epifluorescence microscopy

Scott Sutton sysop at microbiol.org
Wed Apr 8 12:55:38 EST 1998


You might also want to contact Chemunex, a company that has an
automated epifluorescence system for use with water testing.  They are
agressively moving into the food, pharmaceutical, and electronics
industries and would be likely to have answers for you.  

The contact is:
Martin Tricarico  ChemMT at aol.com

Good luck.


On Thu, 26 Mar 1998 23:44:02 +0000, ANTONIO H T MACHADO
<ahmachado at ip.pt> wrote:

>hi, i'm a marine biology student and i have a paper to do on marine
>microbiology, and i need to know why the direct-count method using a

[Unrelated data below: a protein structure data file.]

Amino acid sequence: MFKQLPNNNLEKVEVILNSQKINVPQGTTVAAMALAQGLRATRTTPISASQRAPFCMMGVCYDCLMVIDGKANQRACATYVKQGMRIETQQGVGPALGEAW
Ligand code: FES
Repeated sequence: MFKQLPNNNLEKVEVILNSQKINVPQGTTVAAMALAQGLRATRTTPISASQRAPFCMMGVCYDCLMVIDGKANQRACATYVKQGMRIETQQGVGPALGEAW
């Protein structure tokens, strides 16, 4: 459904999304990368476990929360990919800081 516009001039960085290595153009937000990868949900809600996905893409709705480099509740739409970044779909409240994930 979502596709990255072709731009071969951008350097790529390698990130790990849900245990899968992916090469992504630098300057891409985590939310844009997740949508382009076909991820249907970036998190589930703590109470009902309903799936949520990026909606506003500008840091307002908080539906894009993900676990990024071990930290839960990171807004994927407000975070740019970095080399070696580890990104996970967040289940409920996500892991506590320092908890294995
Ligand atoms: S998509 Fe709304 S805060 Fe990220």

>dye and the epifluorescent microscope to count aquatic bacteria has been
>widely adopted, this is, why the use of epifluorescence microscopy in
>marine microbiology?
>which are its advantages? why is it so commonly used?
>if anyone could fill me in on this, please e-mail me at: gwen_19 at usa.net
>thank you,
>ana machado.

Scott Sutton, PhD             sysop at microbiol.org
The Microbiology Network      http://microbiol.org

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